The wheats are so forward, that, even in some of the coldest districts of England, the hoe has been set to work. The drop of lambs has been great, and the loss little or none; perhaps there never were so few deaths in proportion to the numbers. Thus Nature seems to favour and protect the first of arts; but, alas ! to how little purpose, for all classes are expressing their bitterness and discontent in relation to this, the most necessary, most healthful, and not in any sense least interesting occupation of mankind !
RURAL ECONOMY. Ornamental Forest Trees.-The Plane is one of the noblest ornaments of the forest. Nothing can equal the grandeur and magnificence of these trees when allowed sufficient space to assume their natural form. The Platanus Occidentalis is, perhaps, the largest tree in North America. Trees of this description have been known to attain the size of forty-seven feet in circumference. The Eastern Plane, Platanus Orientalis, is very much planted in the gardens of Persia and India. It was highly esteemed by the
Greeks and Romans, and used by them in forming avenues. Large trees of this species have a most magnificent appearance, sweeping the ground with their lower branches, and gradually tapering upwards in a pyramidal shape. The leaves of the plane tree are large and handsome, and the shade afforded by its wide-spreading branches is particularly agreeable. It derives its name from the Greek word platus, wide; and Pliny affirms that no tree defends us better from the heat of the sun. Miller tells us that the oriental plane was first planted in England by Lord Bacon.
The Sycamore is often confounded with the plane-tree, especially in Scotland, but the two trees are essentially different. The shade thrown by the sycamore is not nearly so intense as that of the plane, and the leaves of the former, when fully expanded, exude a clammy juice which disfigures them, and attracts insects. The sycamore is, indeed, a species of maple, and if the trunk be pierced in spring or autumn, wine and even sugаr may be made from the juice. The sycamore is a tall stately tree, and remarkably hardy, as it will grow with a straight stem when exposed to the most violent winds, and even to the sea breeze. The Liquid amber is an exceedingly beautiful tree, and is very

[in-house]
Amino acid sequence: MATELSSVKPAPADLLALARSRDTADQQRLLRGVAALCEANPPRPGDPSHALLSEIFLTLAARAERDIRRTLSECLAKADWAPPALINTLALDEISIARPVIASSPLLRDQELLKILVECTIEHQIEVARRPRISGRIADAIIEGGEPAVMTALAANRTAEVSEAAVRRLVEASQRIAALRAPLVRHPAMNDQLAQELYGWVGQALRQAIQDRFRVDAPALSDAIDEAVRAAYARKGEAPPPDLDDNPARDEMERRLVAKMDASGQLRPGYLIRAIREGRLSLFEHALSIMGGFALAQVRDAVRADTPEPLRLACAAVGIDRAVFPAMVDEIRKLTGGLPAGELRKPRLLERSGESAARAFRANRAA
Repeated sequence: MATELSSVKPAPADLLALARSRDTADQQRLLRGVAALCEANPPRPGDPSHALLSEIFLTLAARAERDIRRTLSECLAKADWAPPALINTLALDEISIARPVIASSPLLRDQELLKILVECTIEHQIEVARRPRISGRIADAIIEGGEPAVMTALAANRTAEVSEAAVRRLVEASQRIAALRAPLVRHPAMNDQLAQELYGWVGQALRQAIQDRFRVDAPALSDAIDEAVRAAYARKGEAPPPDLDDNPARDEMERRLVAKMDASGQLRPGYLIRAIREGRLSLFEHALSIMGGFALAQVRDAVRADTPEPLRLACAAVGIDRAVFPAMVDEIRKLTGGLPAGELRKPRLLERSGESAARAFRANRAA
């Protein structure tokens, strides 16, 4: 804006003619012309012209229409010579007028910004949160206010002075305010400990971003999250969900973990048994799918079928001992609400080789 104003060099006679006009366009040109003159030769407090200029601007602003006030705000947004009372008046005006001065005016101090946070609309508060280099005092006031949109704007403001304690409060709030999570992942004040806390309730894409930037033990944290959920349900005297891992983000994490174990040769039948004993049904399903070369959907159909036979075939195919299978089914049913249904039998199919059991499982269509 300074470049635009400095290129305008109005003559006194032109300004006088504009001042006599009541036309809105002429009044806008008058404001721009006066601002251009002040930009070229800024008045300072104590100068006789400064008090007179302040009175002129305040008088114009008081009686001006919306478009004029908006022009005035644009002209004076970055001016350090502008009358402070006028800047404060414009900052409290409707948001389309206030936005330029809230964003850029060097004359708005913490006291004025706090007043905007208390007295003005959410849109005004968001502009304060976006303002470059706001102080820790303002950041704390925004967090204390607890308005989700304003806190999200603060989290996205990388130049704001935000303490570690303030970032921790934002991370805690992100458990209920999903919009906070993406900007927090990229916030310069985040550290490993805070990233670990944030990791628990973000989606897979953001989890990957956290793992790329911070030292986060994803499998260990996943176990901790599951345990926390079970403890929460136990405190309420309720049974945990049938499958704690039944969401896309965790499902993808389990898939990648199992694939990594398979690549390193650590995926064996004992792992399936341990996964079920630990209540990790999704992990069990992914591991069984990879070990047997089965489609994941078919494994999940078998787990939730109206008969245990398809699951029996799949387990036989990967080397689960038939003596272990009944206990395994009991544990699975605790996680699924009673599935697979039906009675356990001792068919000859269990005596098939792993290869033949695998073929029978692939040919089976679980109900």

valuable in shubberies and other ornamental plantations, from the fine deep colour which its leaves assume in the autumn. The leaves have a fine fragrant smell, something like balsam of Tolu, and a fine gum distils from the bark, which the Indians chew as a preservative for their teeth. The tree grows to sixty or seventy feet high, and is of a very handsome shape; there is a very fine specimen of this tree at Woburn Farm, Surrey.
The Salisburia has a handsome appearance in a shrubbery, and from the pale green, and fan shape of its leaves, it forms an agreeable variety when mixed with other trees. It is a native of Japan, but bears our winters well, though it has never produced fruit in this country.
Plants which will thrive in London.-The trees which will best endure a smoky atmosphere are the mulberry, the elder, the guelder-rose, the lilac, the sycamore, the elm, the plane-tree, the laburnum, and the Aucuba Japonica. Of these the laburnum is the soonest injured; for, in the course of a few years, it generally becomes diseased. Privet and China roses rarely last above one season, particularly the roses, as they require abundance of clear, pure air. Ivy, of all kinds, Virginian creeper, and vines grow well, as do most kinds of bulbs, auriculas, carnations, gentiana acaulis, (a beautiful bell-shaped, dark purple flower,) and thrift. The two last are chiefly used for bordering walks, as they grow close to the ground in a compact mass.
Orchideous Epiphytes. These extraordinary plants are among the wonders of vegetable creation. Instead of taking root in the ground like other plants, they twist themselves round the branches of trees, from which their long roots hang down on every side, without deriving any nourishment from the branches which support them. They grow in thick forests between the tropics, in a warm, moist atmosphere, so close as to be scarcely endurable to animal life. In these dreary solitudes, the wild and fantastic flowers of the epiphytes hang in luxuriant richness from tree to tree, clothing even barren arms and lifeless trunks with festooned garlands of the most brilliant colours. The flowers of the Oncidiums (one genus of Orchideous epiphytes) resemble small butterflies ; they are of a bright yellow, spotted with scarlet and a rich brown. Some of these plants remain in flower many months; and as the long flexible spikes of flowers wave to and fro, they resemble clusters of gaudy insects sporting in the sunbeams. Mrs. Arnold Harrison, of Liverpool, had the merit of introducing a great number of these curious plants into this country; and in consequence of her death, a few months since, the whole of her collection has heen bought by Mr. Knight, of the Exotic Nursery, King's Road, Chelsea ; who having before purchased the collection of Mr. Cattley, of Barnet, has